In Ireland we produce about one million tonnes of food waste annually and if we give each tonne a value of roughly €2000 that equates to over €2 billion of food not being used and going in the bin. It is also estimated that 600,000 people experience some form of food poverty in this country.
We are ranked fifth worst in Europe for dealing with the problem. Figures like these make sense to people, however many just furrow their brows and make solemn sounds and agree that things are bad, but until you actually see vast quantities of food being thrown out you don’t really understand the situation.
Picture this: a chicken is born on a factory farm and reared along with a few thousand others. Once it is of killable age it is slaughtered, gutted, beheaded and de-feathered. It comes into a supermarket, via an 18 wheel articulated truck, and is prepared and put into an oven. This roast chicken is then left on a hot counter waiting for someone to buy it, if this doesn’t happen it is put into a trolley at the end of the night and dumped into a bin along with all the other food waste. The chicken’s life has been completely pointless. It has served no function and now only rots.
In the shop where I work about €4,000 is thrown in the bin every week and this number rises sharply around Christmas to over €10,000. In case you’re wondering, yes I’ve seen whole turkeys being thrown out after the people who ordered the bird got theirs somewhere else. The situation has gotten better over the last few years. The ‘display until’ and ‘sell by’ dates have nearly all been removed from packing, these dates are used to make the stock controller’s job easier. The ‘best before’ and ‘use by’ dates are now the only form of shelf life indication that products have. Food manufactures are inclined to be very cautious when creating these dates for their products as it removes liability for them in case somebody were to ingest spoiled goods. God forbid anyone just used their nose. Fun fact: even ice that has been stored in a freezer has a best before date.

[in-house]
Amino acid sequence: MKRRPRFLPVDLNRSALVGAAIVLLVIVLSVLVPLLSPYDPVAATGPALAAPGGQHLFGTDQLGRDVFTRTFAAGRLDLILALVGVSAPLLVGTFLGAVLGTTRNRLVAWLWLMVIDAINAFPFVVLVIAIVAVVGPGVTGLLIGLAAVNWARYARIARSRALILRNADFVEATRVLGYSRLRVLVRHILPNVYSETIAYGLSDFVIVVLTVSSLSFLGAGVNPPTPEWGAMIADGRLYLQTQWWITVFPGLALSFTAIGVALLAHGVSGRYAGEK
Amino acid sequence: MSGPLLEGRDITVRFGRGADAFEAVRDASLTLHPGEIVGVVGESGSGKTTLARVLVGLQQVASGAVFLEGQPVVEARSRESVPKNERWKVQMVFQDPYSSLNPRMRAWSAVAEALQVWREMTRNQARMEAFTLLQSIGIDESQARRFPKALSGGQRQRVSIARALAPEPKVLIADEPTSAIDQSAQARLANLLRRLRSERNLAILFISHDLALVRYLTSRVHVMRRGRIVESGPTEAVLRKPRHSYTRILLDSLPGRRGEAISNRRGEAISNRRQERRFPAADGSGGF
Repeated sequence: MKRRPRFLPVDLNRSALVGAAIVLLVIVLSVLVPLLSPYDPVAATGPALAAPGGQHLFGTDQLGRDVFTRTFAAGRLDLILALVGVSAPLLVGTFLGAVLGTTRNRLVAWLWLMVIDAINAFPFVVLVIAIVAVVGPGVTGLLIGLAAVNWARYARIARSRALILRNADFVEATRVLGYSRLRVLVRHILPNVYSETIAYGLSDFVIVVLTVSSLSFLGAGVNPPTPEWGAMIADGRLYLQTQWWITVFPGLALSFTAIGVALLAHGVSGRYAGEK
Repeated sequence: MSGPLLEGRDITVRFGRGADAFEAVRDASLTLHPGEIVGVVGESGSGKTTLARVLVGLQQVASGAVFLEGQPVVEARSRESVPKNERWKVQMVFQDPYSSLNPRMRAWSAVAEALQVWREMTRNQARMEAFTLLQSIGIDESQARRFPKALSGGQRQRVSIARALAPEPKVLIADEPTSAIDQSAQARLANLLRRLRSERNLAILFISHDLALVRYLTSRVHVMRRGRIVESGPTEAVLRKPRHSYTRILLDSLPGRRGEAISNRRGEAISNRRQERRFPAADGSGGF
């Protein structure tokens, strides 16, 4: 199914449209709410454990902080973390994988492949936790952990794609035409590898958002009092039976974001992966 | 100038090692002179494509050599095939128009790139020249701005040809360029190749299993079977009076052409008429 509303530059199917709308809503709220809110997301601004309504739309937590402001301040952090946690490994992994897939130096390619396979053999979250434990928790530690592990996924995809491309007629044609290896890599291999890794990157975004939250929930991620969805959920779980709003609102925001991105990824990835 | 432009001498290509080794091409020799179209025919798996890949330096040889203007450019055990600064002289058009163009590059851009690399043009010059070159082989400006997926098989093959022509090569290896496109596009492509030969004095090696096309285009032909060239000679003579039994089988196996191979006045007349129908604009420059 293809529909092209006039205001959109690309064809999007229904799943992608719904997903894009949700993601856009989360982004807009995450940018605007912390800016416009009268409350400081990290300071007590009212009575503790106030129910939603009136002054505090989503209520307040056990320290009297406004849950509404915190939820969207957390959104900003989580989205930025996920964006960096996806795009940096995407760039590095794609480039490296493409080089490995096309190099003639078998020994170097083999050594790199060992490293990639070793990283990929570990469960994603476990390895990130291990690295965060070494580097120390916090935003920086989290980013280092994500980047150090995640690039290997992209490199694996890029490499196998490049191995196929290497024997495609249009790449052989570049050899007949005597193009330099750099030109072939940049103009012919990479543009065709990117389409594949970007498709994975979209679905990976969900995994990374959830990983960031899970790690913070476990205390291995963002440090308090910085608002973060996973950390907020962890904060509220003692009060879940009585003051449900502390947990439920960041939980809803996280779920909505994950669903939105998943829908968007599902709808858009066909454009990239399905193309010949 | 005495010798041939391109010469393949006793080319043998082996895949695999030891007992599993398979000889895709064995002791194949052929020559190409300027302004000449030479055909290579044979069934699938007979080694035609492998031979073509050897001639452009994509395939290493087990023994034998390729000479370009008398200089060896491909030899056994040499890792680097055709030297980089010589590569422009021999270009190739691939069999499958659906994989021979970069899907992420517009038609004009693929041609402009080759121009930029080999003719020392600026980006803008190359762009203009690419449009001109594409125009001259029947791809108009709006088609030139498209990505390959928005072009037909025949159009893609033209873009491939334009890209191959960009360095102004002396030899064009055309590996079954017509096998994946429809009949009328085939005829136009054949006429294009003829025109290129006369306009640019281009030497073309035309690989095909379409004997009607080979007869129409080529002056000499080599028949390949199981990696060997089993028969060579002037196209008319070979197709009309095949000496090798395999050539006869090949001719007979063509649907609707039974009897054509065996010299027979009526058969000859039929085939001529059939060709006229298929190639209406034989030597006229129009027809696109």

There are community based social enterprises that have been set up to combat both problems of food waste and hunger. One of them is foodcloud.ie set up by co-founders Iseult Ward and Aoibheann O’Brien and chef Sophie Morris. It works via a smartphone app or the website.
A supermarket or restaurant uploads details of their surplus and when the food can be collected. A text is then sent to the nearest community organisation in the area, they accept the offer and collect it directly from the business. Iseult ward’s sees things clearly “one in every four calories produced from food in the world, is wasted. “We want Irish people to think about how they can reduce this waste”.
Solutions like foodcloud.ie are fantastic but supermarkets are wary of giving away their waste as the fear of someone getting sick looms over their waste policies. Put simply, if half a carrot is a bit soft it can’t just be chopped up and the offending half thrown away, the whole thing needs to be chucked. Many of the organisations wishing to tackle the problem often state that “uncertain demand” in what supermarkets buy contributes to the problem and that reducing this more money can be saved.
From being on the ground I would have to state that supermarkets accept that they will produce waste and if they remain competitive in their national market, then that means that waste will continue to be produced. Until Irish people are willing to talk about how much food is thrown out in their own houses, the glut that fills this “uncertain demand” will continue to grow in our landfills.